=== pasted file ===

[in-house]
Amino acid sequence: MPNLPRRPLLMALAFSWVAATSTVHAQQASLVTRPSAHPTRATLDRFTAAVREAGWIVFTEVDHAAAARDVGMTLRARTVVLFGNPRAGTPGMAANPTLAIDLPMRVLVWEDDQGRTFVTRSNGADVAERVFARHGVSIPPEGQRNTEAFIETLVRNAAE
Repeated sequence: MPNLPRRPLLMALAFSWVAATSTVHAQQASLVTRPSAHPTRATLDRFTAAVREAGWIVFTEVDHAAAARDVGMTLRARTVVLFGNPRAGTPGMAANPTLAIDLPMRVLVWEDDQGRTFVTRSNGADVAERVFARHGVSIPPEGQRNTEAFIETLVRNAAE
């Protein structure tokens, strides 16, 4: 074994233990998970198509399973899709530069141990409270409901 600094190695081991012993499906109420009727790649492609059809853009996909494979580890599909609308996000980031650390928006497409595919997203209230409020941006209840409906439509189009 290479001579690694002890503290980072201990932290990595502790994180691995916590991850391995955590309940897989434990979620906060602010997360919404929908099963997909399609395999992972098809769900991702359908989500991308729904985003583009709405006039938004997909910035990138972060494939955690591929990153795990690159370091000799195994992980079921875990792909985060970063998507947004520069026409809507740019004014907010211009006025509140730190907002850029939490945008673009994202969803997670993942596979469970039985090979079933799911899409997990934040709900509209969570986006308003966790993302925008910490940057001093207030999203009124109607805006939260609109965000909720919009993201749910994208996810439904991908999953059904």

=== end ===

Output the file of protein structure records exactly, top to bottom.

[in-house]
Amino acid sequence: MPNLPRRPLLMALAFSWVAATSTVHAQQASLVTRPSAHPTRATLDRFTAAVREAGWIVFTEVDHAAAARDVGMTLRARTVVLFGNPRAGTPGMAANPTLAIDLPMRVLVWEDDQGRTFVTRSNGADVAERVFARHGVSIPPEGQRNTEAFIETLVRNAAE
Repeated sequence: MPNLPRRPLLMALAFSWVAATSTVHAQQASLVTRPSAHPTRATLDRFTAAVREAGWIVFTEVDHAAAARDVGMTLRARTVVLFGNPRAGTPGMAANPTLAIDLPMRVLVWEDDQGRTFVTRSNGADVAERVFARHGVSIPPEGQRNTEAFIETLVRNAAE
């Protein structure tokens, strides 16, 4: 074994233990998970198509399973899709530069141990409270409901 600094190695081991012993499906109420009727790649492609059809853009996909494979580890599909609308996000980031650390928006497409595919997203209230409020941006209840409906439509189009 290479001579690694002890503290980072201990932290990595502790994180691995916590991850391995955590309940897989434990979620906060602010997360919404929908099963997909399609395999992972098809769900991702359908989500991308729904985003583009709405006039938004997909910035990138972060494939955690591929990153795990690159370091000799195994992980079921875990792909985060970063998507947004520069026409809507740019004014907010211009006025509140730190907002850029939490945008673009994202969803997670993942596979469970039985090979079933799911899409997990934040709900509209969570986006308003966790993302925008910490940057001093207030999203009124109607805006939260609109965000909720919009993201749910994208996810439904991908999953059904």